I went into a physics classroom today and saw this equation written on the board:
$$ E = \frac \sigma \epsilon $$
At first I thought it referred to the electric field $ E $ between 2 parallel plates of charge density $\sigma$ separated by a material of permittivity $\epsilon$. However, I then realised it was actually the definition of the Young's Modulus $E$ for a material that has a strain $\epsilon$ when a stress $\sigma$ is applied to it!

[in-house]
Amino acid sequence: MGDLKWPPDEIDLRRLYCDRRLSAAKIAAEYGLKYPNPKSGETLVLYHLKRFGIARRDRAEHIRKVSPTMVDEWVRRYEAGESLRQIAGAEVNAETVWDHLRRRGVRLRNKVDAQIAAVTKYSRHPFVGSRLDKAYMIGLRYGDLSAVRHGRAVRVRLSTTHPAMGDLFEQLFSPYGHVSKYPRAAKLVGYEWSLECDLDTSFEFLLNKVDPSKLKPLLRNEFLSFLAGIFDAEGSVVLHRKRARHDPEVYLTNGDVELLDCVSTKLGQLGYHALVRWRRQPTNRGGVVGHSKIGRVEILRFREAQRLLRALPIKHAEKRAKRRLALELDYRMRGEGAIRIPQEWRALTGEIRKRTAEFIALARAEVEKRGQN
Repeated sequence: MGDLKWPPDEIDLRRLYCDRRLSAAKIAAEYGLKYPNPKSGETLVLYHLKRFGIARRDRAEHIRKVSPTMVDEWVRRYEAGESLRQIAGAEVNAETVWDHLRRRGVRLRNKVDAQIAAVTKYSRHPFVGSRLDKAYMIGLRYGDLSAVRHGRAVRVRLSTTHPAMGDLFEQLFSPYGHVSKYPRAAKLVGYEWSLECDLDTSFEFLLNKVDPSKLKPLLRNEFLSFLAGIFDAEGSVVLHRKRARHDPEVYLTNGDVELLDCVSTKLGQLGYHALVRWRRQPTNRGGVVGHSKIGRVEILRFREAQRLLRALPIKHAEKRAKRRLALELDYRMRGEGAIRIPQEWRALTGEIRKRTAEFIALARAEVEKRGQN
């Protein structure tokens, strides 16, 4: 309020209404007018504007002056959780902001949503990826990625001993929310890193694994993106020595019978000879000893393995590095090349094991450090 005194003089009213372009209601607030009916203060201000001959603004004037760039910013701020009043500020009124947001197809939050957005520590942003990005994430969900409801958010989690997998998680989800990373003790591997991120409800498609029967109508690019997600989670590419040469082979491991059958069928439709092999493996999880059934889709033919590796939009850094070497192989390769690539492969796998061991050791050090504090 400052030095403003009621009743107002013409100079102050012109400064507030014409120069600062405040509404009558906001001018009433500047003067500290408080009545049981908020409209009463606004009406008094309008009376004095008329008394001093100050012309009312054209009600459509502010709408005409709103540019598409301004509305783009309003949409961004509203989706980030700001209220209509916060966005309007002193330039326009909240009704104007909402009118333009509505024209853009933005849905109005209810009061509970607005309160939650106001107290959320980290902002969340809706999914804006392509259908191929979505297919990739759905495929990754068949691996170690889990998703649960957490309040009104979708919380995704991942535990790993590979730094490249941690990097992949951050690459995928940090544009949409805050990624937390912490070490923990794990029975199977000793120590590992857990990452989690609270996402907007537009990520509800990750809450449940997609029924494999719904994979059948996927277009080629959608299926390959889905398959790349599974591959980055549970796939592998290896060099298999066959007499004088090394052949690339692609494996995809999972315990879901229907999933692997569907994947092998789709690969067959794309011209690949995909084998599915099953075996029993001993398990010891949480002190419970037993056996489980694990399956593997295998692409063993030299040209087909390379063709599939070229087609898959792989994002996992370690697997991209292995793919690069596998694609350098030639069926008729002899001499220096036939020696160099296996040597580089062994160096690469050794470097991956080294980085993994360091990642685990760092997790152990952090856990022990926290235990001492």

So the same equation has two completely different meanings in two completely different areas of physics, with the symbols defined differently (ignoring symbols to show which variables are vectors etc). Is this just a coincidence resulting from the huge number of 3-variable equations in physics, or have the symbols intentionally been defined like this? Is there a deeper meaning? Are there other examples like this?